IACHR

Press Release

IACHR Expresses Concern over Prevalence of Murder and Other Forms of Extreme Violence against Women in Peru

July 2, 2018

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María Isabel Rivero
IACHR Press and Communication Office
Tel: +1 (202) 370-9000
mrivero@oas.org

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Washington, D.C. – The Inter-American Commission on Human Rights (IACHR) has expressed its concern over the high rates of gender-based murder and murder attempts against women, girls, and teenage girls in Peru. The IACHR calls on the Peruvian state to implement comprehensive strategies to prevent these crimes, to comply with its obligation to investigate into them and try and sanction those responsible for them, and to offer comprehensive protection and compensation for all victims.

According to information gathered by Peru’s Ministry of Women and Vulnerable Populations, between January and April 2018, there have been 43 femicides and 103 attempted femicides in the country. These figures represent a 26 percent and 39 percent increase in the rates of these crimes, respectively, in comparison with the same period in 2017. The statistics the ministry has made public reveal that 16 per cent of the victims of femicide attempts in 2018 have been girls and teenage girls. In 75 per cent of this year’s cases, the women, girls, and teenage girls in question had already reported the perpetrator to the authorities.

The IACHR observes with concern that, generally speaking, these incidents are characterized by the use of extreme violence and shows of particular savagery against women’s bodies. As is widely known, after being doused in gasoline by a former workmate who then set her on fire while she was traveling on public transportation in Lima, Eyvi Ágreda Marchena died on June 1 as a consequence of her burns. Twenty other people were also injured in the incident. On June 7 this year, Gilda Branz Sol Mujica suffered an acid attack and was then raped and stabbed and is currently recovering in hospital.

The IACHR acknowledges that, in response to the worrying prevalence of femicides and violence against women, on June 8 the Office of the President of Peru ordered that an Emergency Committee be established. The purpose of this multisector committee is to implement 11 immediate, concrete actions to protect women from gender violence, prevent such attacks, and respond to any that arise.

“We welcome the Peruvian government’s decision to establish the Emergency Committee to begin to tackle violence against women and prevent severe acts of violence against them,” said Margarette May Macaulay, IACHR commissioner and rapporteur on the rights of women. “It is essential that there be coordination mechanisms between this Emergency Committee and other authorities and organizations who are responsible for these issues so as to implement a permanent, comprehensive strategy with sufficient means and resources to eradicate all forms of gender-based violence,” she added.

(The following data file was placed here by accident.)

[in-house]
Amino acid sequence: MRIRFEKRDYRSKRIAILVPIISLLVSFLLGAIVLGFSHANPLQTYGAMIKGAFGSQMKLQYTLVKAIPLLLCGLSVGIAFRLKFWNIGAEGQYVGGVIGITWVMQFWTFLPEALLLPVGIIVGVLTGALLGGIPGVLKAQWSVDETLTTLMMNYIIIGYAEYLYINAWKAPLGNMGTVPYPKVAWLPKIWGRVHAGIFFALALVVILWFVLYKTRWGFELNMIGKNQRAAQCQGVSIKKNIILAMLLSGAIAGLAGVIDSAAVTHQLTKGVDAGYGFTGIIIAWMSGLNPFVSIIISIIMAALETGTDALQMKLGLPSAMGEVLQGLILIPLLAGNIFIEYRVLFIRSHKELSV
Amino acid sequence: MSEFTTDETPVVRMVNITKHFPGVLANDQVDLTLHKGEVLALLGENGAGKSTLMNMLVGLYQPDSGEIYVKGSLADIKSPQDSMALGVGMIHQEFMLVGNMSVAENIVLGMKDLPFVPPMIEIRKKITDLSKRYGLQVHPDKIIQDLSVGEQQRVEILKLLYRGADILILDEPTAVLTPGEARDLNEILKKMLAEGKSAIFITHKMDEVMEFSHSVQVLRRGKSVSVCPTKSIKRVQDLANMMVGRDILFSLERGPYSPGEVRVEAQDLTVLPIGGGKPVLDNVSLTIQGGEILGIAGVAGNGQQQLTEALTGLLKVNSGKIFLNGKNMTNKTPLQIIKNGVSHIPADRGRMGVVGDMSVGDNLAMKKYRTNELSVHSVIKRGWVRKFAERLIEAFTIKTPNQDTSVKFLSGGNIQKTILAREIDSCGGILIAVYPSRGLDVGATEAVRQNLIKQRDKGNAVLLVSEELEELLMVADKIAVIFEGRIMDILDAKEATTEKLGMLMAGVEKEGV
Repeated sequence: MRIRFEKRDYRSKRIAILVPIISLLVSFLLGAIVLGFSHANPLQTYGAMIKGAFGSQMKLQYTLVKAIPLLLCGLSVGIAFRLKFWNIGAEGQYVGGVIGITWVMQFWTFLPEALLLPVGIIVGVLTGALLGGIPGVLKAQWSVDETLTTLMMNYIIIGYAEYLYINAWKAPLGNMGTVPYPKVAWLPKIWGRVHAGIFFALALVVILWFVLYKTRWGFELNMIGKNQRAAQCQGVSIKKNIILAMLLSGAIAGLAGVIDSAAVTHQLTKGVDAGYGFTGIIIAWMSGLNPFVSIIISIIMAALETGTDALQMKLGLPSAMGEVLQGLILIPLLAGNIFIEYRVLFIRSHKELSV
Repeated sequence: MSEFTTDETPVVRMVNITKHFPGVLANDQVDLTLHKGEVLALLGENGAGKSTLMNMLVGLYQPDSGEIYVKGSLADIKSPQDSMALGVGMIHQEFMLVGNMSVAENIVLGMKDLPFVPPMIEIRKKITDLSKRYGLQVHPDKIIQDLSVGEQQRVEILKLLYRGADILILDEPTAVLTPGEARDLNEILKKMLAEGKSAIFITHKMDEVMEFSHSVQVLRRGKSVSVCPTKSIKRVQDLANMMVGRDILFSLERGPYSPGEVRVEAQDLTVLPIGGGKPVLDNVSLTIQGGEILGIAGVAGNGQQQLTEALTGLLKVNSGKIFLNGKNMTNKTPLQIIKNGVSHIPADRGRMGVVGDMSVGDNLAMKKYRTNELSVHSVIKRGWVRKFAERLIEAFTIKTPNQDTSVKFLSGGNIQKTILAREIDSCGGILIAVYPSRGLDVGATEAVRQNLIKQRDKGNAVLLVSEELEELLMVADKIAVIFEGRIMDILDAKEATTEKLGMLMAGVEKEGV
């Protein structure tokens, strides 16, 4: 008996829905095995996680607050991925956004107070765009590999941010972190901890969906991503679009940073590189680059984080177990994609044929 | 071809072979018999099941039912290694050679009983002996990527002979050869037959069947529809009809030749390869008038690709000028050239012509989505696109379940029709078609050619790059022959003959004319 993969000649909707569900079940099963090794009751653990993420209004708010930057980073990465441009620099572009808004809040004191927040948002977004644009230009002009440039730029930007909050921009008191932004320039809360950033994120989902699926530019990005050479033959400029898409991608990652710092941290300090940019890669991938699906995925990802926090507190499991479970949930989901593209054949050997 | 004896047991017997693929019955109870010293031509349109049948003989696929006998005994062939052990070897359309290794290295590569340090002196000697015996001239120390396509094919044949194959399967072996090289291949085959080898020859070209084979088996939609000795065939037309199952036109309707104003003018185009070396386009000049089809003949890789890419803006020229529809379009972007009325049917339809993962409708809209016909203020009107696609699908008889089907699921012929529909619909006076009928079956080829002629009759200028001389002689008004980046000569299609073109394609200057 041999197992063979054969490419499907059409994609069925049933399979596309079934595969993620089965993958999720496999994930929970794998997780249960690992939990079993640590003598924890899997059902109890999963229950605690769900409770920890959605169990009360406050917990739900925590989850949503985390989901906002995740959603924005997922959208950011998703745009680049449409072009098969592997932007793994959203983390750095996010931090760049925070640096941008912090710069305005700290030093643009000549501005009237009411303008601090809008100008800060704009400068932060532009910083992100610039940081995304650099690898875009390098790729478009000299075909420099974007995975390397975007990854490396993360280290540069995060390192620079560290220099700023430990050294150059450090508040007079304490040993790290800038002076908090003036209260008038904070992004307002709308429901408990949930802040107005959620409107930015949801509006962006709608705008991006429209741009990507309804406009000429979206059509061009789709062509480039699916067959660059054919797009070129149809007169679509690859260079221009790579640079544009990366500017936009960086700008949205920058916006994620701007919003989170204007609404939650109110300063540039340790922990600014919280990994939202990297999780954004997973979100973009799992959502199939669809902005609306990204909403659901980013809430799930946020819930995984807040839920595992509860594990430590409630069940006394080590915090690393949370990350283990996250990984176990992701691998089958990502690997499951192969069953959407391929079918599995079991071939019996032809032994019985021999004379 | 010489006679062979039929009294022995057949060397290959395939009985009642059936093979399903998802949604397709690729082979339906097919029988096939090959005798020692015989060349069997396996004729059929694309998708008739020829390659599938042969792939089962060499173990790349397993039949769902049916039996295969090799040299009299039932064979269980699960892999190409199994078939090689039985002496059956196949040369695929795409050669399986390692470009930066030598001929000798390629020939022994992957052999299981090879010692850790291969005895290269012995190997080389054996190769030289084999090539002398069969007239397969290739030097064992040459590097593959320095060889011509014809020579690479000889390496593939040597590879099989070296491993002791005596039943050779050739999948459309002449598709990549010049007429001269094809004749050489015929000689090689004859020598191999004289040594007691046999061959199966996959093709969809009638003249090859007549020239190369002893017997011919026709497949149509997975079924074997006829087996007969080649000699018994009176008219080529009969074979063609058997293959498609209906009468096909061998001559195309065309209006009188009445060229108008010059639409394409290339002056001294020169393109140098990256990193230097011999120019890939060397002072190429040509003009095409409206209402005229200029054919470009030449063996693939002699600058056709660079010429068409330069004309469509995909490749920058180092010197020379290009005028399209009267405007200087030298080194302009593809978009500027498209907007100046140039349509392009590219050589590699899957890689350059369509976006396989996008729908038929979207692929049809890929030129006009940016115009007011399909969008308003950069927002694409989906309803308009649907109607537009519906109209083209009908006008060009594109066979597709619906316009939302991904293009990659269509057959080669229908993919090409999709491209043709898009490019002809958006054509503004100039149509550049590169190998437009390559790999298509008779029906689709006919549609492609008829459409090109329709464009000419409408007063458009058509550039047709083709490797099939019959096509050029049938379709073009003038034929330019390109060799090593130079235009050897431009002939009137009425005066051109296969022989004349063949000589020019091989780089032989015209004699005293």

The IACHR urges the state of Peru to adopt immediate, urgent measures to prevent, investigate, try, sanction, and provide compensation for all femicides and acts of violence against women. This implies adopting the comprehensive prevention measures that were drafted in partnership with the women they will benefit, which includes a component that aims to eliminate all gender stereotypes and discriminatory behavior against women, as is established in article 6 of the Inter-American Convention on the Prevention, Punishment and Eradication of Violence Against Women “Convention of Belem Do Para.”

The prevention measures need to include a gender perspective, taking into account risk factors and historic patterns of discrimination and subordination that continue to have a negative effect on women. The objective of such measures should be not only gender equality but also women’s empowerment and autonomy. If legislation, policies, and services are to be effective, it is fundamental for women to play a part in their design.

Likewise, the IACHR reiterates the need for all femicides to be investigated promptly and exhaustively to prevent any sense of impunity among those responsible for these crimes and for their families to be treated with dignity and respect during these processes.  Finally, the IACHR stresses the need for all states to provide comprehensive redress for such crimes in order to eradicate the structural patterns and causes that discrimination and violence against women accentuate.

A principal, autonomous body of the Organization of American States (OAS), the IACHR derives its mandate from the OAS Charter and the American Convention on Human Rights. The Inter-American Commission has a mandate to promote respect for and to defend human rights in the region and acts as a consultative body to the OAS in this area. The Commission is composed of seven independent members who are elected in an individual capacity by the OAS General Assembly and who do not represent their countries of origin or residence. 

No. 144/18